SOUTHPORT, England – Brooks Koepka had played nicely for a few days at the WGC-Dell Match Play in late March, but after losing to the hot putting of Alex Noren in the quarterfinals, he was packing up and leaving early at yet another tournament.
Was he a little frustrated? Sure. In seven starts dating to the Waste Management Phoenix Open, Koepka had missed three cuts and not finished better than 42nd until that T-9 showing in Austin, which at least was something to build upon.
The first major of 2017 was looming in Augusta, and Koepka, weeks from his 27th birthday, was … well, truthfully, perfectly fine with every bit of the way things had been going.
“I know that everyone likes to freak out over six weeks, whatever it is,” he said in a quiet locker room interview that day, “but I’m going to play for the next 25 years. Six weeks out of however many weeks that is – it’s not really that important, is it?”
And with that, he was off to chill back at home in Florida, something at which he has become quite proficient. As his father, Bob, likes to say, no water runs off Brooks’ back. Koepka, a shrug-the-shoulders, laid-back type of personality, refused to panic when his game was down. And look where he sits now.
He has been chilling out again for an entire month void of competition, but this time also was different. He rested and recharged as the newly crowned U.S. Open champion.
After such a sluggish start to the season, Koepka has dialed up his game, returning to the level that earned him a spot on the U.S. Ryder Cup team last autumn. In eight starts beginning at the Masters, Koepka has three top-10 finishes, including a runner-up showing at the Texas Open and that career-changing victory at Erin Hills. In 79 PGA Tour starts before the U.S. Open, Koepka had won exactly once, in Phoenix in 2015. And now he’s a major champion ranked 11th in the world.
“He had a chance to win in San Antonio (Texas Open) and finished second, and he called and said, ‘I’m sick and tired of finishing second,’” said his swing coach, Claude Harmon III. “I said, ‘Dude, just keep doing what you’re doing. You’re on the right track, and you’re going to win before the British Open.’ ”
Koepka has returned this week at Royal Birkdale for the 146th British Open as a player still riding the confidence of that stellar closing day at Erin Hills, where he shot 5-under 67 and won by four.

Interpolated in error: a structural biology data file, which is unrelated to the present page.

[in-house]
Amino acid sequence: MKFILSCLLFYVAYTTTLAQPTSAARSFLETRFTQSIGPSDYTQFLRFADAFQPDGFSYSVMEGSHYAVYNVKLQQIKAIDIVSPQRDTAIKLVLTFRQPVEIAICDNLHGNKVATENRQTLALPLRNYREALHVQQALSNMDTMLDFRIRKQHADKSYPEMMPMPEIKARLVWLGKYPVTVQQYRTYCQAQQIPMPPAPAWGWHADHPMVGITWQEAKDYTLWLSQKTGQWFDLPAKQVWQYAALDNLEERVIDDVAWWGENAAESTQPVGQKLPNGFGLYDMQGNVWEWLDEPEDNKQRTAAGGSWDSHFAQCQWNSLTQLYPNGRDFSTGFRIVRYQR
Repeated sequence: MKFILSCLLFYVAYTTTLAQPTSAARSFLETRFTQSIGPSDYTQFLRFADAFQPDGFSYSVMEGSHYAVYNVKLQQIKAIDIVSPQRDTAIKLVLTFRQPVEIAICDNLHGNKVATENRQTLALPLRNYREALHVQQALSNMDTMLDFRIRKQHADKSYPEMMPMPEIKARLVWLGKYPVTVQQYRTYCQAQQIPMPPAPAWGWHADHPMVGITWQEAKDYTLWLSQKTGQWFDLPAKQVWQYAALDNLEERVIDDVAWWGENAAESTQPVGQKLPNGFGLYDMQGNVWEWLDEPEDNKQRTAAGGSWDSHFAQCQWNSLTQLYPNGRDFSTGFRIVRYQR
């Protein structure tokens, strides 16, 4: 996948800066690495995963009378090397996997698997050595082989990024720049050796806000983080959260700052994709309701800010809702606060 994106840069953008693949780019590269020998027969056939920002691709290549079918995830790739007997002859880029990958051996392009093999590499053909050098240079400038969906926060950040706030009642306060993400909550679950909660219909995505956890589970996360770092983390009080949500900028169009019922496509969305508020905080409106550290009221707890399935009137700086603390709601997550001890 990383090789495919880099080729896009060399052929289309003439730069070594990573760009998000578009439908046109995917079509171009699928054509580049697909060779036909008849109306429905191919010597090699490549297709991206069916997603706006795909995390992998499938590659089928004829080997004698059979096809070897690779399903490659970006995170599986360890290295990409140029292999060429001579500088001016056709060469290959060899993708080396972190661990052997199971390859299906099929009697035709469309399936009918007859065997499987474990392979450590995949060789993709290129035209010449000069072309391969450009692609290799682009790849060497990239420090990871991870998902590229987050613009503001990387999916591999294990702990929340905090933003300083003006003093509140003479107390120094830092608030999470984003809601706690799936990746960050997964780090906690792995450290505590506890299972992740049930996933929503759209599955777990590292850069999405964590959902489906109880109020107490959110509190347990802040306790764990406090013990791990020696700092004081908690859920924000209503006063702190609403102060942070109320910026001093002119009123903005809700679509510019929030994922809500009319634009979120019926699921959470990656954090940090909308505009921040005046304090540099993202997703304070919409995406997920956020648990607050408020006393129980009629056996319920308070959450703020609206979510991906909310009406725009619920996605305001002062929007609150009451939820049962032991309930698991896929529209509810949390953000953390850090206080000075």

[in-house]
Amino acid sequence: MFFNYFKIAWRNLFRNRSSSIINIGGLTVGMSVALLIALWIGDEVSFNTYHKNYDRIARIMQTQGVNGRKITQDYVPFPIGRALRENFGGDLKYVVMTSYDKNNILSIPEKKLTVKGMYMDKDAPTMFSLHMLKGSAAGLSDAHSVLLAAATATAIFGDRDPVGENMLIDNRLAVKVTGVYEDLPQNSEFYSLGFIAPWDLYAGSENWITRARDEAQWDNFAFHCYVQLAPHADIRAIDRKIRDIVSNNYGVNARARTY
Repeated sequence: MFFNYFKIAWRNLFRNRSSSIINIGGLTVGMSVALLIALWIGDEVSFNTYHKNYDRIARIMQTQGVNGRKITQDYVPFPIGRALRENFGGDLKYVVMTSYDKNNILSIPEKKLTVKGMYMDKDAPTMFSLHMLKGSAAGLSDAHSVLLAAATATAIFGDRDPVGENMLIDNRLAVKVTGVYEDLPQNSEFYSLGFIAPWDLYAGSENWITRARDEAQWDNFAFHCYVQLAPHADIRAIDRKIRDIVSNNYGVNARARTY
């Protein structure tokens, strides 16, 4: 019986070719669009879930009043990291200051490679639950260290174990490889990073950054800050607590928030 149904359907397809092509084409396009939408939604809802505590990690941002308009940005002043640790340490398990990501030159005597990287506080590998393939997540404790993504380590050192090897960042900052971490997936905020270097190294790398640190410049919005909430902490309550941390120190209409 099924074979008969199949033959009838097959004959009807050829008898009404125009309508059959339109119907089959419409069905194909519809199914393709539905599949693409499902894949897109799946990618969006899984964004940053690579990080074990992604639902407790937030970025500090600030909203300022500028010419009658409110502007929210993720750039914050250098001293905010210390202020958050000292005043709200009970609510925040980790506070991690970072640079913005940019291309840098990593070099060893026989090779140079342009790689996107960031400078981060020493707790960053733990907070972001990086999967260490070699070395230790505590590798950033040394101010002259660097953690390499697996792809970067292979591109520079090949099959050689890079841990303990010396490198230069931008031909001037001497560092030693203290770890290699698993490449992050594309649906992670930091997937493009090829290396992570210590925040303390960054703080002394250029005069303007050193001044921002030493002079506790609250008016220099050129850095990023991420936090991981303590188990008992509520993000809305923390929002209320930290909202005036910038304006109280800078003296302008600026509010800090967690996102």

“I found it pretty easy to get away,” he said. “I was kind of … not looking for a break, but I kind of needed one, more mentally than anything.
“But last week I started getting into it and getting antsy to get back out here. I would say last week, after July 4th, it was kind of like, OK, I just want to get back out here, I want to play, I want to get inside the ropes.”
So Saturday in England, a day after stepping off a plane, he officially clocked back in, playing a few holes at a Royal Birkdale layout that is very much to his liking. The venue gives the long hitter plenty of options off the tee.
“I love links golf. I think it’s the best kind of golf you can play,” said Koepka, who is playing in his fourth Open. “So much imagination that goes into it. You can play ten different shots from the middle of the fairway and I think that’s so cool. You’ve really got to be creative. It’s not just a stock shot like it is in America. You (can’t) just fly it pin-high and hope it stops. Over here you can run it up, you can fly it there, too, if you want. But you can be so creative, and there’s so many different shots.
“The way my mind kind of works, it benefits me.”
Two years ago when the Open visited St. Andrews, Koepka tied for 10th. A year ago, he wasn’t eligible to play at Troon, even though he’d finished T-21 or better in five consecutive majors. It hurt him not to be able to play, and it leaves him even hungrier to compete this week. The European Tour was where Koepka honed his game as a young pro, eventually working his way up from the Challenge Tour after leaving Florida State.
“It was the plan all along to come over here,” said Koepka, the Euro Tour’s rookie of the year in 2014, “and obviously it worked out pretty well. I enjoyed it. I had the best time I’ve ever had being over here, playing the Challenge Tour, doing things like that. We had four guys packed in a taxi, trying to go from place to place, from the airport to the golf course, which is pretty fun.
“The camaraderie over here is pretty unique and special. I love that. I thought it was really cool.”
Taking a month off after winning your first major championship? That’s cool, too. But for Brooks Koepka, the time has arrived to get back to work. He’s rested and ready.
– Brentley Romine contributed to this story